…. why you should never give up on your softie!
As a child I much preferred my collection of stuffed animals to the dolls that misguided relatives presented me with from time to time. These were always left on my toyshelf – beautiful – and often naked as I would heartlessly remove their pretty clothing to dress my teddies, rabbits and most favourite of all, my panda! Now I love to design and make my own softies, and sometimes it’s hard to limit myself to just one in each issue of the Bustle & Sew Magazine. But sometimes, even after carefully drafting and re-drafting my pattern pieces, as well as making a sample in some scrap fabric, actually continuing with a softie make can be a bit of a leap of faith.
This year I’ve enjoyed putting together a collection of long-limbed, jointed softies, beginning in January with Fred and Ginger the dancing rats …
And this month I thought it would be fun to add a cat to the collection. I knew the body should be fine, although I made a couple of small adjustments to the limbs, giving my cat rounder paws, to which I plan to add little stitched claws. But the head was trickier.
Here she’s beginning to take shape. I decided to add nice plump little cheeks – I’ve been staring very hard at some of the cats that live nearby, and have noticed they have quite round faces that only narrow to little pointed noses quite low down. I’ve marked the position of her eyes with glass-headed pins to try to imagine how she’ll look, but honestly? I’m not feeling too enthusiastic at this point. But experience told me to persevere, so I gave her a body and a nice long tail with a cream tip to twitch …..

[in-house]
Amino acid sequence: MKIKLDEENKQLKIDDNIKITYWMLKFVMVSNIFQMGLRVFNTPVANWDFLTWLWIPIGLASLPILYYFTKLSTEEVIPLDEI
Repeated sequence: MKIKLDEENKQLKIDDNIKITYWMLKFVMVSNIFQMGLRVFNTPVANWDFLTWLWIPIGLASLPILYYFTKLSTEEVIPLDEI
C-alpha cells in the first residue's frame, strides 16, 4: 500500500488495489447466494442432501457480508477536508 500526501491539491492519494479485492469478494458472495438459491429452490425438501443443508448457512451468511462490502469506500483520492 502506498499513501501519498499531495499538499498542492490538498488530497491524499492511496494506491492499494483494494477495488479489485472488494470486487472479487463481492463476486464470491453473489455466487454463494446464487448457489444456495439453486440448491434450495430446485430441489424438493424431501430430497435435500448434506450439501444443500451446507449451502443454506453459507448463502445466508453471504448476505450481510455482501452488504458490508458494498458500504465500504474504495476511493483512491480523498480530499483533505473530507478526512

(yes, it’s been warm enough to sit and sew in the summer house still .. lovely!). Then the next afternoon she grew a leg ….
And a temporary nose – an old button secured in place with another pin (sorry Miss Matilda!). And I could at last begin to imagine how she would come together. This morning I finally finished assembling her body, giving her proper beady eyes, a pink button nose and long whiskers. Now she’s helping choose the fabrics for her dress – and perhaps she needs a flower or a headband too?
I’m glad I persevered with Miss Matilda Catkin and think she’ll look very cute when she’s finally finished. But I have noticed that almost all my softies seem to go through that ugly stage, when I ever-so-nearly lose faith and think they’ll never turn out OK. If this happens to you too, and you’ve discarded any half-finished softie projects, then it might be worth taking a second look as they (nearly) always come right in the end!